Regular Expression Overview
Posix regular expressions are used to match or capture portions of a field using wildcards and metacharacters. They are often used for text manipulation tasks. Most of the filters included in Urchin use these expressions to match the data and perform an action when a match is achieved. For instance, an exclude filter is designed to exclude the hit if the regular expression in the filter matches the data contained in the field specified by the filter.
Regular expressions are text strings that contain characters, numbers, and wildcards. A list of common wildcards is contained in the table below. Note that these wildcard characters can be used literally by escaping them with a backslash '\'.
|.||match any single character|
|*||match zero or more of the previous item|
|+||match one or more of the previous item|
|?||match zero or one of the previous item|
|()||remember contents of parenthesis as item|
|||match one item in this list|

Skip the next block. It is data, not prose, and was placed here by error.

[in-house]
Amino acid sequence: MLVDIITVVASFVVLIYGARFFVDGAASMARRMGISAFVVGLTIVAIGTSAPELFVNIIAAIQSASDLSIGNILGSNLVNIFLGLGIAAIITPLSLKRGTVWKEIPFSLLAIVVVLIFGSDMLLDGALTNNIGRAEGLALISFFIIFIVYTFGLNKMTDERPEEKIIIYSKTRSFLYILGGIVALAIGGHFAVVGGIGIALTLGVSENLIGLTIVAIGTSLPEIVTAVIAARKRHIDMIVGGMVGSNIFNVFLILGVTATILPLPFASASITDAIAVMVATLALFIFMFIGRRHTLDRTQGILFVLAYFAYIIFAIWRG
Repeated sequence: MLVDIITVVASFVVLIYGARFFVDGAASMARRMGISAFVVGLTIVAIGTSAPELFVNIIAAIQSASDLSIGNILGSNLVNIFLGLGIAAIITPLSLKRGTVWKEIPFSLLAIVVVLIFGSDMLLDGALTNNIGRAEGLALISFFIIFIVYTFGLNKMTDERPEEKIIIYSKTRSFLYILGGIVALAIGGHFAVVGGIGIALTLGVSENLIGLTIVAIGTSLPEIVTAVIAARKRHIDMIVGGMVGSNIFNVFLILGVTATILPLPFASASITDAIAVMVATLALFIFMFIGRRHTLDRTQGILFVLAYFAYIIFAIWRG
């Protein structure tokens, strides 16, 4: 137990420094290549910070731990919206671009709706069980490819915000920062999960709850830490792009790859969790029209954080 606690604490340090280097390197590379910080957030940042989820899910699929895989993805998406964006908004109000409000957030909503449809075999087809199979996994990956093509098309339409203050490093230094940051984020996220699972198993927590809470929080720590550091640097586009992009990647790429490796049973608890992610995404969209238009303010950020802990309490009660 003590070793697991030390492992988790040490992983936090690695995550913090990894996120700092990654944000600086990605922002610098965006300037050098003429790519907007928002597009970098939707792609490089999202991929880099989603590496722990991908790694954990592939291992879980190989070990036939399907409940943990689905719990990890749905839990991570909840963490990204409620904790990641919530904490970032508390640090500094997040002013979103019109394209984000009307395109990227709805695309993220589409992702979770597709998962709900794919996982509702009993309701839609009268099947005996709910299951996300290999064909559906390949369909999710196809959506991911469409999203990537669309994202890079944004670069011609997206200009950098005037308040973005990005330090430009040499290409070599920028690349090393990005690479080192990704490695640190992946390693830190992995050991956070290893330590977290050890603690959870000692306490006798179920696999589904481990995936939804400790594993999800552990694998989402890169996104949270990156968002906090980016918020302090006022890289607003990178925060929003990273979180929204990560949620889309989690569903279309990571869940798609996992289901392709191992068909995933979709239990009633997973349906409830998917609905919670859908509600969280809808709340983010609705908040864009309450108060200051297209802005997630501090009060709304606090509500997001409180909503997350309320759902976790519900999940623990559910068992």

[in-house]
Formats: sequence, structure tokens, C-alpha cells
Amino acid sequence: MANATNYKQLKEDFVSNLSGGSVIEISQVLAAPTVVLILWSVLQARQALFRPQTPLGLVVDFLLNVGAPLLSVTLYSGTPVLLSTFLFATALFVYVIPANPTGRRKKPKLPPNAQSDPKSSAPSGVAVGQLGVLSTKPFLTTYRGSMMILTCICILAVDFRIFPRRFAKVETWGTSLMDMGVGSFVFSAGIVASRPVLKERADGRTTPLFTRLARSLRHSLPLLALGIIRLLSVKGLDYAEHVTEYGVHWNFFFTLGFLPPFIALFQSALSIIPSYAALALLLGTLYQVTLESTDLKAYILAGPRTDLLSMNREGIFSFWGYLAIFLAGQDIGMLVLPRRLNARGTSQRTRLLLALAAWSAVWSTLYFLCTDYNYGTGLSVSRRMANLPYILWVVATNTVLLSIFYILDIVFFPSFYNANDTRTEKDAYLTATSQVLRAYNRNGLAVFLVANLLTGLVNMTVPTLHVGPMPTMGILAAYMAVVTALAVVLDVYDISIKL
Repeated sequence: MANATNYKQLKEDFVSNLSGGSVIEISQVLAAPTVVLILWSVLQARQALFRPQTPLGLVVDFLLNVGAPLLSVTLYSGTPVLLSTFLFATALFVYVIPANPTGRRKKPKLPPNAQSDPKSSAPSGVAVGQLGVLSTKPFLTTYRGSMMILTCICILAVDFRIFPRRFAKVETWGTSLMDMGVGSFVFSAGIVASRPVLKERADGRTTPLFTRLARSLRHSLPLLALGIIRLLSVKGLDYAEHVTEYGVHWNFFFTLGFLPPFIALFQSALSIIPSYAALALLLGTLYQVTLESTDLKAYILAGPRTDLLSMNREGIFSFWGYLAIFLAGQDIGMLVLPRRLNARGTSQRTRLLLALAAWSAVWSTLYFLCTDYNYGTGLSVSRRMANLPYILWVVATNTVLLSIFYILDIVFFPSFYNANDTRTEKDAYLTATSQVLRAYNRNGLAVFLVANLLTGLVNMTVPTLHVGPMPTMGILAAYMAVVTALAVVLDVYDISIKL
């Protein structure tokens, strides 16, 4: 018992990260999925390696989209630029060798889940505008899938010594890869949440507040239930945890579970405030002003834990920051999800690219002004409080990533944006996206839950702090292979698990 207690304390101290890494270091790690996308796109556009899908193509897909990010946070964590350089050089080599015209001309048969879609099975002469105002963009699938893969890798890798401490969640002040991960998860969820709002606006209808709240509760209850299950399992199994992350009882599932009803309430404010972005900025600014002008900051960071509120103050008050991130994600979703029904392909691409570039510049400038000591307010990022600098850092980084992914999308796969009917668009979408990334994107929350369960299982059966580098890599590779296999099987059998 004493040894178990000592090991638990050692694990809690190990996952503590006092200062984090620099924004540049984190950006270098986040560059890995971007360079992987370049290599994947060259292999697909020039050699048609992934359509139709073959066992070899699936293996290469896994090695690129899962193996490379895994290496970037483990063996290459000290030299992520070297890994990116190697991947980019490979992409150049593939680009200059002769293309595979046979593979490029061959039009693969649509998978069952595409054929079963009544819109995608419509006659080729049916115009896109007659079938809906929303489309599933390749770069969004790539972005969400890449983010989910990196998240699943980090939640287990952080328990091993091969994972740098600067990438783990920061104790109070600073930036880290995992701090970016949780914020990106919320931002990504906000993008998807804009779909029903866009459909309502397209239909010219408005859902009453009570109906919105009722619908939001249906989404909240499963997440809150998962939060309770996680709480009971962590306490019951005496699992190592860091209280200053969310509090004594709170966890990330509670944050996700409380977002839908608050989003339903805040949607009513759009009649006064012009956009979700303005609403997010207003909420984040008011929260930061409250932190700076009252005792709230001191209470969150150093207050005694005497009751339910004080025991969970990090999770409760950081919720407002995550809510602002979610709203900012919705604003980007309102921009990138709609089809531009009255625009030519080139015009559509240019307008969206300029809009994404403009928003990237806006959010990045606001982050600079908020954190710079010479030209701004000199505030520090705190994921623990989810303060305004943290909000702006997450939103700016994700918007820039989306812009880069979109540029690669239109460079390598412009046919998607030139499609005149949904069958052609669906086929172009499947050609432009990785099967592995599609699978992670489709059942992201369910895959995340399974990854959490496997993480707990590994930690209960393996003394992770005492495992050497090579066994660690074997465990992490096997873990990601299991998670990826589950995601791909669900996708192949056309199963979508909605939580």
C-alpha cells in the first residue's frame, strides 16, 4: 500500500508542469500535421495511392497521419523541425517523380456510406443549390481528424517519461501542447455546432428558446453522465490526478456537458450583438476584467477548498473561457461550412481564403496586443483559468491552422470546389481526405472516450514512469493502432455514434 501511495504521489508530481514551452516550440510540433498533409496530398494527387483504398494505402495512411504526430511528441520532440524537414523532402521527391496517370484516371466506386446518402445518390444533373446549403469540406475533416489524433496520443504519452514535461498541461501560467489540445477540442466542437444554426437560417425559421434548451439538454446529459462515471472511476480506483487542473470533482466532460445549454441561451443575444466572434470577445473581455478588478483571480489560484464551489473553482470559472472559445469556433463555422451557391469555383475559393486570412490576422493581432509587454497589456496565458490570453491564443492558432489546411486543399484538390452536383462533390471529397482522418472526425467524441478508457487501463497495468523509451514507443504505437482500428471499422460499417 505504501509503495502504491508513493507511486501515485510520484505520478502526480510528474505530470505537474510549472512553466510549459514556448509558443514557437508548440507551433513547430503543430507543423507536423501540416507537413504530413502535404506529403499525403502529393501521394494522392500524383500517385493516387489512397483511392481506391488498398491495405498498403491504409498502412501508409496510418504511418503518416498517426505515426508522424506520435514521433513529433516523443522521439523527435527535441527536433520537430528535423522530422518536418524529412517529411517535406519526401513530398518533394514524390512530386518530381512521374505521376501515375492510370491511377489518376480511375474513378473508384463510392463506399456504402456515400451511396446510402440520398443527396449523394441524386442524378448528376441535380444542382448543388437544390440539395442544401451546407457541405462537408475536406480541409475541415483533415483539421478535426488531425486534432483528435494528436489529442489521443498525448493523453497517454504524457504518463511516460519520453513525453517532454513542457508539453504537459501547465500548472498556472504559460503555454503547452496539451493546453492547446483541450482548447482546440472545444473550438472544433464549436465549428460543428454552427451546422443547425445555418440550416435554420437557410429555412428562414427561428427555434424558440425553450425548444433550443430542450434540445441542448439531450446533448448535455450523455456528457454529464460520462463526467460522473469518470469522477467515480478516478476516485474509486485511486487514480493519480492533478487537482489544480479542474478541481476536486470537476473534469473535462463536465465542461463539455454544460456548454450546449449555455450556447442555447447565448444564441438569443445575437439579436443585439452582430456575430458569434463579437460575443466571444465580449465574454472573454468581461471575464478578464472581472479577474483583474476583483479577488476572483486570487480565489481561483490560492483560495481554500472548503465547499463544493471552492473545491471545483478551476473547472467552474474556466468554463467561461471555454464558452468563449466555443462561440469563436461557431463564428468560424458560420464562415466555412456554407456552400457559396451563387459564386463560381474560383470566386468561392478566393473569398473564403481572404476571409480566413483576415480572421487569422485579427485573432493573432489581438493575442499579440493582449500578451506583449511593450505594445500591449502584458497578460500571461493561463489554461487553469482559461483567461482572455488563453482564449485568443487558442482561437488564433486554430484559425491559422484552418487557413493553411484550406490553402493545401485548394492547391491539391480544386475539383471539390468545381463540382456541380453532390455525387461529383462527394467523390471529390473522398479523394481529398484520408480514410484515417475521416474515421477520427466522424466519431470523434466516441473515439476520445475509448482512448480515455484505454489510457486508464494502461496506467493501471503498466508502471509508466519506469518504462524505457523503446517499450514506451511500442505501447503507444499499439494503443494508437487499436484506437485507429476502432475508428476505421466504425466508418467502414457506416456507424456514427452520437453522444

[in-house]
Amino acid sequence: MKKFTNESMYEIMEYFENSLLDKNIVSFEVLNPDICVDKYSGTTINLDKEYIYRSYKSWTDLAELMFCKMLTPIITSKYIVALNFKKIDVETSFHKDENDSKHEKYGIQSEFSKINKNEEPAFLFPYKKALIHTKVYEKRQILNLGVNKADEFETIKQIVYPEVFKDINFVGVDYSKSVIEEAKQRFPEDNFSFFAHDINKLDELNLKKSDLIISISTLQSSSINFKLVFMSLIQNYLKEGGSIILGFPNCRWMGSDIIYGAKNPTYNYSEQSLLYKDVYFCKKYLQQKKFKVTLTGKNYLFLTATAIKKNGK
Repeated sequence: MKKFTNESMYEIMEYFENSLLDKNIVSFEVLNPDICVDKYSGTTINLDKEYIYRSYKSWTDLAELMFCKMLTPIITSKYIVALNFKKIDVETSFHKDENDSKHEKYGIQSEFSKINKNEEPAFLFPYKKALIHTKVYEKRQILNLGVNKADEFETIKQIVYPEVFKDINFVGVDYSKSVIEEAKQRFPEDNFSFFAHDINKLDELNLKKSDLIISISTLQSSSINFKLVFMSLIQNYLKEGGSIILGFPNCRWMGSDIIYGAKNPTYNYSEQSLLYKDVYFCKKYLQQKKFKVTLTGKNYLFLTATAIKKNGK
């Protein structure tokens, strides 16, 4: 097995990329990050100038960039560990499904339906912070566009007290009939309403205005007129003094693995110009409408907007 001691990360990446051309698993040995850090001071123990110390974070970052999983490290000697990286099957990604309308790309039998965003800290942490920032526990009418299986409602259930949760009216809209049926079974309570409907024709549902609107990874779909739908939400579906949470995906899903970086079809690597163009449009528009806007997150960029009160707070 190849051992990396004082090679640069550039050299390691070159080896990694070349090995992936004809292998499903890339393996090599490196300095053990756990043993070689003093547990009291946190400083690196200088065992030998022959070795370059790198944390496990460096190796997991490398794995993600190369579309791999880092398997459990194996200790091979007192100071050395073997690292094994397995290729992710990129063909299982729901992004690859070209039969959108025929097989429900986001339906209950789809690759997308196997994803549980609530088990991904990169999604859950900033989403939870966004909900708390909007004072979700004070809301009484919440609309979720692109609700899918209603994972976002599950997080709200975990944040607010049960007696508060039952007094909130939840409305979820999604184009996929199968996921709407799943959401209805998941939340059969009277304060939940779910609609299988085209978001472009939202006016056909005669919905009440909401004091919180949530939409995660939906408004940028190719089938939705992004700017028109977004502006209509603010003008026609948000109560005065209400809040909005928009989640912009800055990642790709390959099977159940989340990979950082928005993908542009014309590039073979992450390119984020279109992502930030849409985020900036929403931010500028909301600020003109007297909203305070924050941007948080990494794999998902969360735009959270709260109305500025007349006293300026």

|-||create a range in a list|
|^||match to the beginning of the field|
|$||match to the end of the field|
|\||escape any of the above|
Tips for Regular Expressions
- Make the regular expression as simple as possible. Complex expressions take longer to process or match than simple expressions.
- Avoid the use of .* if possible since this expression matches everything and may slow down processing the expression. For instance, if you need to match index.html, use index\.html, not .*index\.html.*
- Try to group patterns together when possible. For instance, if you wish to match a file suffix or .gif, .jpg, and .png, use "\.(gif|jpg|png)" not "\.gif|\.jpg|\.png".
- Be sure to escape the regular expression wildcards or metacharacters if you wish to match those literal characters.
- Use anchors whenever possible. The anchor characters are ^ and $, which match either the beginning or end of an expression. Using these when possible will speed up processing. For instance, to match foo directory in /foo/bar, use ^/foo/ instead of /foo/. Using the ^ will force the expression to match at the beginning and will improve processing speed.